User Accounts with Fast User Switching and Remote Desktop
Windows XP user accounts enable multiple users to be logged on simultaneously, each with his or her own settings and each running his or her own applications. Because one user does not have to log off to allow access to another user, each user's desktop is easily accessed using the fast user switching feature. User accounts also include the Personal Terminal Server feature, or Remote Desktop, which enables users to access their desktop account from remote systems.
The following topics are discussed.
- Infrastructure Usage Requirements
- Compatibility with Existing Applications
- Registering for Session Switching Notification
- Ensuring Only One Instance of Your Application Is Running
- Shutting Down Your Application Across All Sessions
- Interaction with System Services
- Remote Desktop and Bandwidth
Infrastructure Usage Requirements
Underlying infrastructure inherited from Windows 2000 supports state separation of user data, user settings, and computer settings. Taking advantage of this infrastructure, the following are required to successfully run your application under Windows XP.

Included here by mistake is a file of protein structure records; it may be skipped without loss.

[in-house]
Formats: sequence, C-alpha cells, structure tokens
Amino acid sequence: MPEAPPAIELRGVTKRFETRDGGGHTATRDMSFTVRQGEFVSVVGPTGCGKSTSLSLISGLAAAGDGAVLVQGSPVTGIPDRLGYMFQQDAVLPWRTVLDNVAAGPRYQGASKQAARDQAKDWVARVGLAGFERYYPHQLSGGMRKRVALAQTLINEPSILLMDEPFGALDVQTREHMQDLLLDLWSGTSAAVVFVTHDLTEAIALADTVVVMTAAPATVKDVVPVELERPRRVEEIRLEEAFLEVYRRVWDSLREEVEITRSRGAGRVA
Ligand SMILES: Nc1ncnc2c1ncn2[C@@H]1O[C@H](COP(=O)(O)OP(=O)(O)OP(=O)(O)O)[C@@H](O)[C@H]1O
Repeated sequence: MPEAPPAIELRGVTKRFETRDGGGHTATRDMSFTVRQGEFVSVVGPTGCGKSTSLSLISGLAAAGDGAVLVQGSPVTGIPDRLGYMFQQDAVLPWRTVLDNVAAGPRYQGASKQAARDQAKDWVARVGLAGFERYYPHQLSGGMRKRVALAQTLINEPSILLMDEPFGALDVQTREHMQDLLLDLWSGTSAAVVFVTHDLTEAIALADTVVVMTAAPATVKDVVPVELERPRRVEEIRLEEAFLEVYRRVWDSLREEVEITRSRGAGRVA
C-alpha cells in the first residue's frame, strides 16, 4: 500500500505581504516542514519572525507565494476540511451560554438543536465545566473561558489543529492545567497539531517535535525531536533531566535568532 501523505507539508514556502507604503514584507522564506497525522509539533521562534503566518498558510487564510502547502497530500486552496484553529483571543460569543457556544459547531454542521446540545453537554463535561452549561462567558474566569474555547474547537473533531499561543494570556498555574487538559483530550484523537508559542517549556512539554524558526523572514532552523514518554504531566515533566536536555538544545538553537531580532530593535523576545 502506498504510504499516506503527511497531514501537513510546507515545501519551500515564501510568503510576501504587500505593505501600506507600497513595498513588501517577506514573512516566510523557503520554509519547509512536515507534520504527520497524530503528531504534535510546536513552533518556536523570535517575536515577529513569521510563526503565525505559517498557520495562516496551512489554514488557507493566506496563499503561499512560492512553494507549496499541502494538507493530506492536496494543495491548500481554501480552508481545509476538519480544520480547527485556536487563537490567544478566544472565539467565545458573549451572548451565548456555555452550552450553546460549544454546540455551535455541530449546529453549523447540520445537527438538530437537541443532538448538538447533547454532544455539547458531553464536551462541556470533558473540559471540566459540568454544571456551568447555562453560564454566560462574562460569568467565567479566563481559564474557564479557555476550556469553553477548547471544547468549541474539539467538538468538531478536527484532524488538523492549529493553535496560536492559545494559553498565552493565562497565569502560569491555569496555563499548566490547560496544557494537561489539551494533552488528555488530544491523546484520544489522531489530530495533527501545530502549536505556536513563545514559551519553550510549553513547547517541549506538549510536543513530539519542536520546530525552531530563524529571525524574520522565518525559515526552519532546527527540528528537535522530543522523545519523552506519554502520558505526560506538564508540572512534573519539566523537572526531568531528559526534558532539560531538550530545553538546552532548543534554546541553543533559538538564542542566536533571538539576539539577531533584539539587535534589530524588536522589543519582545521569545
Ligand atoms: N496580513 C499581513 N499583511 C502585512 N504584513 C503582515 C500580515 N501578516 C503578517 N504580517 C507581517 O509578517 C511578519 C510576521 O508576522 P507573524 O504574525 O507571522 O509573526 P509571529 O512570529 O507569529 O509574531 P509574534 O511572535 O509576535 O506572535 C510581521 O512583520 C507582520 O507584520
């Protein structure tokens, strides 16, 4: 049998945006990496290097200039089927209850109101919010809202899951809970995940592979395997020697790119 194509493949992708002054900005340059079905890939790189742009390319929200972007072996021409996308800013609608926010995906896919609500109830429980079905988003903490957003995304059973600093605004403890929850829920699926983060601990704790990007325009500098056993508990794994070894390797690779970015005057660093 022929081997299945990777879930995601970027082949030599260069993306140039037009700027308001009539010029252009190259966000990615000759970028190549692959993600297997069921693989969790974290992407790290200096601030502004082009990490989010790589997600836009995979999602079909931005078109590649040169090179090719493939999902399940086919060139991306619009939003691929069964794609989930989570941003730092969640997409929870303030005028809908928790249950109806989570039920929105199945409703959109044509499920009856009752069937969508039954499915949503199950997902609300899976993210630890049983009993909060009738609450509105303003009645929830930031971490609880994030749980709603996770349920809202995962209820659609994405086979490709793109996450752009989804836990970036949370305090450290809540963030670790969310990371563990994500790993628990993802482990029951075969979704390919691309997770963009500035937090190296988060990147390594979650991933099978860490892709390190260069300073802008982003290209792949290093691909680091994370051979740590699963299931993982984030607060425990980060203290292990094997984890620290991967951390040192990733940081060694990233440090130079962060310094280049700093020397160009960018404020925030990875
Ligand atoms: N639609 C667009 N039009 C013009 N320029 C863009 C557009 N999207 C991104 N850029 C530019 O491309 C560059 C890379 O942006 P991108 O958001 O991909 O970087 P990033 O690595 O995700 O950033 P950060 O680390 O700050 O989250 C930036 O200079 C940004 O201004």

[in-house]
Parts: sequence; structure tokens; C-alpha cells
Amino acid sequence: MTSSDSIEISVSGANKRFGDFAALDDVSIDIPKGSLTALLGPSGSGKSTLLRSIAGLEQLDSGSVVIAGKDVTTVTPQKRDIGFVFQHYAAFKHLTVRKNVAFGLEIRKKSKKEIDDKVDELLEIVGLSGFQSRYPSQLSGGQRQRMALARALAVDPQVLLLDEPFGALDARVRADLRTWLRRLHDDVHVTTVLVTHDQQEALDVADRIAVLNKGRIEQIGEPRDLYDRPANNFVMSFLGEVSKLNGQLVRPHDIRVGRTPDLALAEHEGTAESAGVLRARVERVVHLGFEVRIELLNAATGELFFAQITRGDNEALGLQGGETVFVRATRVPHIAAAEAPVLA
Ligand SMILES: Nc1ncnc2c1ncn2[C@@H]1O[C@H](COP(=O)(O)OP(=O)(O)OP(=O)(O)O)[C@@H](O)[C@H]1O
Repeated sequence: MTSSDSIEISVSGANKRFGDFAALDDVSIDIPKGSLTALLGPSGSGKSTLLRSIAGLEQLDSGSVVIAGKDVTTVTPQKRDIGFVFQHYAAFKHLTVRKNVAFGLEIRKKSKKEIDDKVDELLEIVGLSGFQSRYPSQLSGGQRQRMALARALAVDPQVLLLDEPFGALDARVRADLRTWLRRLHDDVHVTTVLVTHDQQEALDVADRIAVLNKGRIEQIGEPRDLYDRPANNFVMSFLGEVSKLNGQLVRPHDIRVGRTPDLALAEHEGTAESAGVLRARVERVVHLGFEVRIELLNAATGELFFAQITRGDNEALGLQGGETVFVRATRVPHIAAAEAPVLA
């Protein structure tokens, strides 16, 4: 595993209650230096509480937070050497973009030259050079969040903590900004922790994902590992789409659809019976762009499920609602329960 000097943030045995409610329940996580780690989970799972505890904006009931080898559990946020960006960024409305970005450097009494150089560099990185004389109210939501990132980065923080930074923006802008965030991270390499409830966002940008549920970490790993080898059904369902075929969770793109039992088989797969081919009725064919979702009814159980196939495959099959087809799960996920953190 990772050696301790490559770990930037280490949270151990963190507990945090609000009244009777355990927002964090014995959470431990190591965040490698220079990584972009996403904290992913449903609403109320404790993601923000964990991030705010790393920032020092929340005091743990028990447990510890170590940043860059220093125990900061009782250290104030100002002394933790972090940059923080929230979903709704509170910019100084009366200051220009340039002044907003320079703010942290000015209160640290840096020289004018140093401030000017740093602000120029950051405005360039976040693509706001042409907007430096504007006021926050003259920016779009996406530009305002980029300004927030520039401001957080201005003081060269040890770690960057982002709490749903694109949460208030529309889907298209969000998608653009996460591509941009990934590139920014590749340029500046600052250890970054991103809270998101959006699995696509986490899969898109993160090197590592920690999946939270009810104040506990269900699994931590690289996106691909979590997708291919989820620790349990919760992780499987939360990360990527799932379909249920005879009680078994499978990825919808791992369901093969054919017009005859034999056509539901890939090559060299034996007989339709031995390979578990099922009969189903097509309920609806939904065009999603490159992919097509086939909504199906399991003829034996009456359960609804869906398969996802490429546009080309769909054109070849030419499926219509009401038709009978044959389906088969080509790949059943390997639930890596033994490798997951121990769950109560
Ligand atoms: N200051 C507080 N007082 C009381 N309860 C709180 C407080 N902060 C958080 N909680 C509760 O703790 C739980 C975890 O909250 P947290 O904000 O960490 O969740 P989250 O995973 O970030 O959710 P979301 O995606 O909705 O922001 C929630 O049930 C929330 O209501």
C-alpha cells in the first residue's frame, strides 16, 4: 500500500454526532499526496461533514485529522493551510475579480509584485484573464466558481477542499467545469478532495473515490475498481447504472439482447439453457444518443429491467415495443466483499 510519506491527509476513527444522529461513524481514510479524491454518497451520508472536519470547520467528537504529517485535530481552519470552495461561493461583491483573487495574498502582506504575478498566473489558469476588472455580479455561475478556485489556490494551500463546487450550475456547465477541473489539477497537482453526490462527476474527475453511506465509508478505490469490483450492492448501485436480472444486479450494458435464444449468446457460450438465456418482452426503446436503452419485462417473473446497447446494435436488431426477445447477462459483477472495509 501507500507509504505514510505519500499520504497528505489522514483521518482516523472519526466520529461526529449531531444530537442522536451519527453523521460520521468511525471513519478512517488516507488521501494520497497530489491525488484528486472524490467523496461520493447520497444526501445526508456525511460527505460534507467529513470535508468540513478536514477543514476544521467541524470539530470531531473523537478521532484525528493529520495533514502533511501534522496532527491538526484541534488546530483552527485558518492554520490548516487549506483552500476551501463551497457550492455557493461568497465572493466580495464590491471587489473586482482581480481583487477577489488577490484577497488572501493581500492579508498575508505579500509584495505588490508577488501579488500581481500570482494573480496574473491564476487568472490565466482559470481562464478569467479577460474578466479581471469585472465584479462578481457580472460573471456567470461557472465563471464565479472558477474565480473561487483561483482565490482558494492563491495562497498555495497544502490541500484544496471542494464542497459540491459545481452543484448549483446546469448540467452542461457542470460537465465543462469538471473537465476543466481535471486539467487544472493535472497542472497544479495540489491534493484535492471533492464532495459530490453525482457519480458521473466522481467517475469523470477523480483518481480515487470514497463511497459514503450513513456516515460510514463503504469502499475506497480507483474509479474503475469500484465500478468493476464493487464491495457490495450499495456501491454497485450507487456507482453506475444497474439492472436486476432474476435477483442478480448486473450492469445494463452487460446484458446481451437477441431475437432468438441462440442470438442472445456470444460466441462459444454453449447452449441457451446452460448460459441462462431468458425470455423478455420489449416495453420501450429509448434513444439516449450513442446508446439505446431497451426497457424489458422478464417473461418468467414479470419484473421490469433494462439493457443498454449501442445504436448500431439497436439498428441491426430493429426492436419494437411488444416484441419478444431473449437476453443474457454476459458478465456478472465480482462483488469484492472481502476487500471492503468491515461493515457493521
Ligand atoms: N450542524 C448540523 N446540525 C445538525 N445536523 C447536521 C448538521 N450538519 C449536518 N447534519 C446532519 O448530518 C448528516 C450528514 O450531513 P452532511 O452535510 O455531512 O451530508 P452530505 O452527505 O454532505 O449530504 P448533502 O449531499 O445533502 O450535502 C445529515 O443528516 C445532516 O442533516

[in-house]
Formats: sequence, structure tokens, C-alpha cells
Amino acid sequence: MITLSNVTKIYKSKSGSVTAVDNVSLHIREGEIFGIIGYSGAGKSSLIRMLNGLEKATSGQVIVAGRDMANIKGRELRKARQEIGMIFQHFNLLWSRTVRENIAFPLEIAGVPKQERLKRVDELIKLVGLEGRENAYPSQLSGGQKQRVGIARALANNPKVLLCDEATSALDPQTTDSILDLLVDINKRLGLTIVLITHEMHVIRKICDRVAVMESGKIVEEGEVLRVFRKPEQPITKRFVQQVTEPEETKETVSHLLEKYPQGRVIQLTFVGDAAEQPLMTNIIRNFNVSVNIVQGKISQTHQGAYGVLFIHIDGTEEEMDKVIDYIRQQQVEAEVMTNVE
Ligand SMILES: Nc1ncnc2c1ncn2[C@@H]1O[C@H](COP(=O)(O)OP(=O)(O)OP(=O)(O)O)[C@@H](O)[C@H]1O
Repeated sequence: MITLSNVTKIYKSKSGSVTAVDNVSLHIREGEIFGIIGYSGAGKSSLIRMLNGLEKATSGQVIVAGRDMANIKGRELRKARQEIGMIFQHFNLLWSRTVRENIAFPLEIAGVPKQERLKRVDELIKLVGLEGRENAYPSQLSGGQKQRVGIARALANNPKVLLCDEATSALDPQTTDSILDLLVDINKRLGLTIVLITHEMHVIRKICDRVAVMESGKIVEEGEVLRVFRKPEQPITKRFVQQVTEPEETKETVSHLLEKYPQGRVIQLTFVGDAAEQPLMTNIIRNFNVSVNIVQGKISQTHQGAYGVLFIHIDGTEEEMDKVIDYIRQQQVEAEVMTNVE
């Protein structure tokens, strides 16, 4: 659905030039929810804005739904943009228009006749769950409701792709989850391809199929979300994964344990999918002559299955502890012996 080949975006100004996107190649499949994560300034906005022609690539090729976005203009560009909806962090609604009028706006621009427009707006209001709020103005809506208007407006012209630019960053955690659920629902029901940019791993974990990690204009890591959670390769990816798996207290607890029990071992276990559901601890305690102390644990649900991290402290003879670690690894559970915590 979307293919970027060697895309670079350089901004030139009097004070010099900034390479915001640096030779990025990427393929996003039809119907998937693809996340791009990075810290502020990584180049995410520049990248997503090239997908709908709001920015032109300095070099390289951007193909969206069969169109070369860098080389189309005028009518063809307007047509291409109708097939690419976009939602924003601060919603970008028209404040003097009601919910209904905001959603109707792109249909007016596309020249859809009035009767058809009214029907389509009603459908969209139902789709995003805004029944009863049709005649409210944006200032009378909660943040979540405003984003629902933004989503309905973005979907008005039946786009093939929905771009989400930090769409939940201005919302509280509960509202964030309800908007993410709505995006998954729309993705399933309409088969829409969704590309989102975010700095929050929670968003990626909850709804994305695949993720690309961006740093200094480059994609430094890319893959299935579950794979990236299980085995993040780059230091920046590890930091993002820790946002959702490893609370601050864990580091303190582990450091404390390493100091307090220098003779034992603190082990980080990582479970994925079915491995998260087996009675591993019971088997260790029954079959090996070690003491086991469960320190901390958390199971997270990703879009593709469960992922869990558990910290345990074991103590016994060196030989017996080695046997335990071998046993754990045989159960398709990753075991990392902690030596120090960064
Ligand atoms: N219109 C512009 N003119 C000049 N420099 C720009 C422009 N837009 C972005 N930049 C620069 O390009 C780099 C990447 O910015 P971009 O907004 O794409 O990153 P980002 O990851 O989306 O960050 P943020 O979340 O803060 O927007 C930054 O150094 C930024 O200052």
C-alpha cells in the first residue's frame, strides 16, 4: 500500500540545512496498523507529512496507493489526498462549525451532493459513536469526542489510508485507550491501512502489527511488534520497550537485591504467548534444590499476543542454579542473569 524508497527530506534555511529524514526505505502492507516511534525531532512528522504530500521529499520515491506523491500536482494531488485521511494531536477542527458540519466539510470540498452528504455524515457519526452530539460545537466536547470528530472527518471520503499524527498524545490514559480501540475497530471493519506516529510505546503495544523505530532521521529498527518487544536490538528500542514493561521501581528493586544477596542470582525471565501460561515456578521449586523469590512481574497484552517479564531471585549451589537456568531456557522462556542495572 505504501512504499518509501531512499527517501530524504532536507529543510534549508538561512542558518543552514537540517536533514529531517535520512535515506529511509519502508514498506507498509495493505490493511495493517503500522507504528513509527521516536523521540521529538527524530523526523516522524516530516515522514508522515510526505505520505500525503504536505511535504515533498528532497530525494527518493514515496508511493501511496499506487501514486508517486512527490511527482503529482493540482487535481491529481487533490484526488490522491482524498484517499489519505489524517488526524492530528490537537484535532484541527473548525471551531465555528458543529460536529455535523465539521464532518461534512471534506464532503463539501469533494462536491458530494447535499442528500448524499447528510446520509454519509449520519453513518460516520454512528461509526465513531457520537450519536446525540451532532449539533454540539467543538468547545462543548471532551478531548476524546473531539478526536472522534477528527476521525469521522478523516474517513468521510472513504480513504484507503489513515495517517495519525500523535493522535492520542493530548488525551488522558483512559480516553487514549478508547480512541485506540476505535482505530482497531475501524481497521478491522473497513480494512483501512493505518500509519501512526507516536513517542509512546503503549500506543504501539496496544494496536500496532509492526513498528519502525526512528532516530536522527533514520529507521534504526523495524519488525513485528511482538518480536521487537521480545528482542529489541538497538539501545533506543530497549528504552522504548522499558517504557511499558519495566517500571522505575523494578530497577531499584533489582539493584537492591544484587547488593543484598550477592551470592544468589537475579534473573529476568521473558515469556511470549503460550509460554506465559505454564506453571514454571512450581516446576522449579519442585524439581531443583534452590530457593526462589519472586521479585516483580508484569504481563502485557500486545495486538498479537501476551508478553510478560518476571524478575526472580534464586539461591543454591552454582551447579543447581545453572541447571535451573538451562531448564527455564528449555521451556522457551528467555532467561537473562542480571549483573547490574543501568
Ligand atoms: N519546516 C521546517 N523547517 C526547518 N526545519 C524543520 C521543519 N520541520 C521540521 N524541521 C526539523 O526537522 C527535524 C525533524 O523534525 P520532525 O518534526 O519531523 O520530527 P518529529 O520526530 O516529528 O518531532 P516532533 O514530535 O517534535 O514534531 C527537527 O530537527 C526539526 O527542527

- Default to the My Documents folder for storage of user-created data.
- Classify and store application data correctly.
- Degrade gracefully on "Access Denied" messages.
Temporary files, memory-mapped files, and documents should all be stored in the appropriate subdirectory of the user's profile directory. Use SHGetFolderLocation or SHGetFolderPath to determine the appropriate storage location for these files. Passing the CSIDL_APPDATA flag to these functions returns the path of a file system directory that serves as a common repository for application-specific data. Use the flag CSIDL_LOCAL_APPDATA in place of CSIDL_APPDATA for data that should change when the user changes, such as temporary files.
The requirements listed above are a subset of those in the Microsoft Certification program. For more information, see the Certified for Windows Program page at http://www.microsoft.com/windowsserver2003/partners/isvs/cfw.mspx.
Compatibility with Existing Applications
Both fast user switching and Personal Terminal Server use Terminal Services technology and therefore are compatible with most earlier Microsoft Win32 applications. If an application is Windows 2000 Logo compliant, implementing basic profile separation and power management features, that application should run properly under individual Windows XP user accounts.
Registering for Session Switching Notification
Typically, an application does not need to be notified when a desktop switch occurs. However, applications that must be notified when the account under which they are running is the current desktop, such as applications that access the serial port or other shared resources, can register for desktop switch notification. To register for a notification, use the WTSRegisterSessionNotification function.
Once that function has been called, the window with handle hWnd is registered to receive a WM_WTSSESSION_CHANGE message through its WndProc function. The session ID is sent in the lParam parameter, and a code that indicates the event that generated the message is sent in wParam as one of the following flags.